I am a man

Here, James Baldwin talks about Malcolm X, Martin Luther King, and the future of the nation: what must white people do?

The future of the negro in this country is precisely as bright or as dark as the future of the country. It is entirely up to the American people… whether or not they are going to face and deal with and embrace this stranger on whom they relied so long. What white people have to do is try to find out in their own hearts why it was necessary to have a nigger in the first place. Because I am not a nigger. I am a man. But if you think I’m a nigger, it means you need it. So the question you’ve got to ask yourself, that the white population of this country’s got to ask itself… if I’m not the nigger here, and you invented it, you the white people invented it, then you have to find out why. Because the future of the country depends on that, whether or not it’s able to ask that question… simply to face that question.

[Via Charcoal Ink, but any transcription errors entirely my own.]

Kenneth Clark’s interview with James Baldwin is accessible in its entirety at http://www.pbs.org/wgbh/amex/mlk/sfeature/sf_video.html both in streaming video, and in written transcript form.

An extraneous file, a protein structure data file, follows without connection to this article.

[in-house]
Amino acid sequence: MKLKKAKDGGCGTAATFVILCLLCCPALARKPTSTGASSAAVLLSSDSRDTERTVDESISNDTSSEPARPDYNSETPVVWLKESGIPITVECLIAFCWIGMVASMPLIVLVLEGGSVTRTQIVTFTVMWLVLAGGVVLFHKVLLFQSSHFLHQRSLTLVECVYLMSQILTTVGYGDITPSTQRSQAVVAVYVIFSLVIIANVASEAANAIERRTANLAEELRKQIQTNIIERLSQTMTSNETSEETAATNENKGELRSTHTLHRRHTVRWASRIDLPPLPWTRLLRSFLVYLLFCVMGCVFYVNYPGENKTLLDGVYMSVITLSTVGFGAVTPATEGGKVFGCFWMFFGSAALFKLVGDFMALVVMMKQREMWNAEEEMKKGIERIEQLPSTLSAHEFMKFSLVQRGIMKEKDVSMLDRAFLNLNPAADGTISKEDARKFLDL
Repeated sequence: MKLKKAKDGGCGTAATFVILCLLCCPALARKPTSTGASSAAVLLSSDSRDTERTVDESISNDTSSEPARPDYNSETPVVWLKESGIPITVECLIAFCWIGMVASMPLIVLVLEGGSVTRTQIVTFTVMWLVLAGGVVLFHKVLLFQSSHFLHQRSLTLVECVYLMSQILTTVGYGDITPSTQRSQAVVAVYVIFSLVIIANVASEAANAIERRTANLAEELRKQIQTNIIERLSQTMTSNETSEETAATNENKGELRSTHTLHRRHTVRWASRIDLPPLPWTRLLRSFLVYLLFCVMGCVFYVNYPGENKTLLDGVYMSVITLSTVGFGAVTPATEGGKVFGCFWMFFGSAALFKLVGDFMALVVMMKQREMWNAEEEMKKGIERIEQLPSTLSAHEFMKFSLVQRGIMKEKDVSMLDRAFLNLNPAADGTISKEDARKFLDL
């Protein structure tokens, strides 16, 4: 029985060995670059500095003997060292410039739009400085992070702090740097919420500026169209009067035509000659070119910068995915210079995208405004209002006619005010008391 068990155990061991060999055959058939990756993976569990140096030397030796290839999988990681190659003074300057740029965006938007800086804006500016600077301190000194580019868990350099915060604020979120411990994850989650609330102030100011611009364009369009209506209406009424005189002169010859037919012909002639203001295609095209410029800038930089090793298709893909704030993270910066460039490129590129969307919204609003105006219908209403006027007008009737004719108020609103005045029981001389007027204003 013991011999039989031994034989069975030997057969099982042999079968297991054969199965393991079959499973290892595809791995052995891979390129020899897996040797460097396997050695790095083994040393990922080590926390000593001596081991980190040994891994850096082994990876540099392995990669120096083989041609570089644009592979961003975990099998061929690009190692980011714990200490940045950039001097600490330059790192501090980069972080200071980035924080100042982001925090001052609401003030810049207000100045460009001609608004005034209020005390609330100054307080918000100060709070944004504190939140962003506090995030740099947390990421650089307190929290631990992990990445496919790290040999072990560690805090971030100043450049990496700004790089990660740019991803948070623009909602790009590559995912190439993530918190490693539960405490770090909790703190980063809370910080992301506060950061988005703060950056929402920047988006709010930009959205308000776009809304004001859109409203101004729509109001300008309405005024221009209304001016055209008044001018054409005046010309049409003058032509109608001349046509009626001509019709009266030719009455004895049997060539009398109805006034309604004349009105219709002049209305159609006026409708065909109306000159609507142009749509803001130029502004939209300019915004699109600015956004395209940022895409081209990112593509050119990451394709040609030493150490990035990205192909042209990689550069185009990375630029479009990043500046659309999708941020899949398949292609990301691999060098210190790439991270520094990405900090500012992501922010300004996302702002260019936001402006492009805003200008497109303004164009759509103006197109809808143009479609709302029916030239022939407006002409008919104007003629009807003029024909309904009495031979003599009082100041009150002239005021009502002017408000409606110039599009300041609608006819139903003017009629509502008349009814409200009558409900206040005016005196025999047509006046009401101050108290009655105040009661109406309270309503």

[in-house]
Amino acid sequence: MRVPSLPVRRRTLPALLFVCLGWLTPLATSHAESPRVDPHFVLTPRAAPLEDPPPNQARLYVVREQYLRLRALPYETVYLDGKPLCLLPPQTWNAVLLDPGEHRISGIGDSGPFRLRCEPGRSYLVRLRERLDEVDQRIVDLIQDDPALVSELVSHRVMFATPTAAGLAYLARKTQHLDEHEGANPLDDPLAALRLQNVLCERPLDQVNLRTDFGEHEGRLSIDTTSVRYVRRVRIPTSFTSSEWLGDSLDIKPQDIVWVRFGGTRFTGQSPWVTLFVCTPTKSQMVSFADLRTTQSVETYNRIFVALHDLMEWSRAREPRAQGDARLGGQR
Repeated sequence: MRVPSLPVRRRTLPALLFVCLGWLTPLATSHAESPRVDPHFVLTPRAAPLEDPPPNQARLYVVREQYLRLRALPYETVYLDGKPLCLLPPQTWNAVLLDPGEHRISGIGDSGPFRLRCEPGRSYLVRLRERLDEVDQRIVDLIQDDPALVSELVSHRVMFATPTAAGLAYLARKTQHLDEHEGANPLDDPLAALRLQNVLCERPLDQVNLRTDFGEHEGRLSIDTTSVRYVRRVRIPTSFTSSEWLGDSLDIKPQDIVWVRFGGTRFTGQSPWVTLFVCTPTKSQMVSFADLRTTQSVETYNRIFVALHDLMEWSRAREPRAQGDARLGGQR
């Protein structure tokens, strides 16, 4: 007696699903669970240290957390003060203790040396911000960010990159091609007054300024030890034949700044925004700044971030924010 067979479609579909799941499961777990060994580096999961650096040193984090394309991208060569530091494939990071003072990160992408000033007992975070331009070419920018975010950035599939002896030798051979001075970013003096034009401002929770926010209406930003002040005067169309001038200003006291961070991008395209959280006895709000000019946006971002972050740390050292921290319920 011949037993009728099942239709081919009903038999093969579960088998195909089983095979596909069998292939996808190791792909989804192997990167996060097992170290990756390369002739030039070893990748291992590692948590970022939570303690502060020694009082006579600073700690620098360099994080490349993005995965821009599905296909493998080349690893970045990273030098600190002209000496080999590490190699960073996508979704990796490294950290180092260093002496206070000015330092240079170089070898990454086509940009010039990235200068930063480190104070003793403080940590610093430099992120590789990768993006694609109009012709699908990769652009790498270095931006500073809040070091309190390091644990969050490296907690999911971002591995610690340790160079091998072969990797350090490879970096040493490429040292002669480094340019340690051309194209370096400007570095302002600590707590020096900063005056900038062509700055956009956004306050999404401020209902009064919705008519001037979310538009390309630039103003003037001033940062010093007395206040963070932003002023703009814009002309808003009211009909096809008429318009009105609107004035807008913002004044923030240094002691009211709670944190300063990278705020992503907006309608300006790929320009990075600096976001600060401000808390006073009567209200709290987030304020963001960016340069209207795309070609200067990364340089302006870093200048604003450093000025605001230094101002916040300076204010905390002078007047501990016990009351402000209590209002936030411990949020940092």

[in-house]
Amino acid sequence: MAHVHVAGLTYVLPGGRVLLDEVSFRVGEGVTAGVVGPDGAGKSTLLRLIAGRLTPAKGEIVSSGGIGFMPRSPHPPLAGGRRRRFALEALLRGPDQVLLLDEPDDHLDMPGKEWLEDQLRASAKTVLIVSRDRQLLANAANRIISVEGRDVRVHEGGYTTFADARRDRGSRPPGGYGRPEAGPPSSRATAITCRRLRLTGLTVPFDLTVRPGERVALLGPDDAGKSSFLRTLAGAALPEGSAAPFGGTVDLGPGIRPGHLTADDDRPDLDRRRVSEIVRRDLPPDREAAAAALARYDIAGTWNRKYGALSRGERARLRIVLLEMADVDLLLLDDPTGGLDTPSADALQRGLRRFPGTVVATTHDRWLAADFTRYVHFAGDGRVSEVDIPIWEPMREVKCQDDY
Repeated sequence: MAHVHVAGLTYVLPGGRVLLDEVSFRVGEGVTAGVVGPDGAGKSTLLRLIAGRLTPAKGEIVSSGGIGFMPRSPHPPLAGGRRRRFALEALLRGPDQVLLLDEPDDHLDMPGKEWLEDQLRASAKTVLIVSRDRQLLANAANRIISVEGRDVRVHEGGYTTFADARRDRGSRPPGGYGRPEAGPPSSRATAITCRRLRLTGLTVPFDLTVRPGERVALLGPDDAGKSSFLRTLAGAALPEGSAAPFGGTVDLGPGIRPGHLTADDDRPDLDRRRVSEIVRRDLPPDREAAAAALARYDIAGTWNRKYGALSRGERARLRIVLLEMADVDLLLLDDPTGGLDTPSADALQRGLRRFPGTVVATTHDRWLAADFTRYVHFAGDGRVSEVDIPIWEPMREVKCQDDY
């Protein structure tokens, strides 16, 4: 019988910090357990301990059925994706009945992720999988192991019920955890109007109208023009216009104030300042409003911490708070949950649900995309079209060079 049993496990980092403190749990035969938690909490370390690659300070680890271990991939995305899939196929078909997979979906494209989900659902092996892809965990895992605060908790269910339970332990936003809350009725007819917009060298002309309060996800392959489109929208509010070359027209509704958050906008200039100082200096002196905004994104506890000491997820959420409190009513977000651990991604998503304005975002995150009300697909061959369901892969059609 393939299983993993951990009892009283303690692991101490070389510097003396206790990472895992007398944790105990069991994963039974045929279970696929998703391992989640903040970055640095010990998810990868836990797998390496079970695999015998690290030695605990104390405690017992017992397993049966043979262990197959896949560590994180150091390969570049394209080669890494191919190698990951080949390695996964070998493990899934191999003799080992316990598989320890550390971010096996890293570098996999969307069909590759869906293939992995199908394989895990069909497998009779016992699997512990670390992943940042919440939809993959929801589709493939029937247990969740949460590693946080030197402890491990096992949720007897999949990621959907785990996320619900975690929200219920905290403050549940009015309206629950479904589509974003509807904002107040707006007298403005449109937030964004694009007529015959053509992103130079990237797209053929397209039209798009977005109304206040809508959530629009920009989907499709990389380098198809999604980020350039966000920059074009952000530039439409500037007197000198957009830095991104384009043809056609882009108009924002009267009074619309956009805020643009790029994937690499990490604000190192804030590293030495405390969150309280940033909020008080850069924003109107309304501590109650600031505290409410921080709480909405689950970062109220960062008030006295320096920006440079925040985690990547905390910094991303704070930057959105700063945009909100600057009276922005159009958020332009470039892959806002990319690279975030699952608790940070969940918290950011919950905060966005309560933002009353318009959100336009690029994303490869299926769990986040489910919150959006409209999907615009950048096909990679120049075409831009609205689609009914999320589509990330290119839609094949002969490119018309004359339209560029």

The interview was conducted on May 24, 1963, immediately following a historic meeting between Baldwin, Black writer Lorraine Hansberry (and possibly others) with Attorney General Robert F. Kennedy. The interview was broadcast less than a week later.

In addition to this interview there are also interviews with Martin Luther King, Jr., and Malcolm X, in video and transcript forms, on that same page. The interviews were broadcast on Boston public television at the height of racial strife as the civil rights struggle in the usa started to gain momentum.


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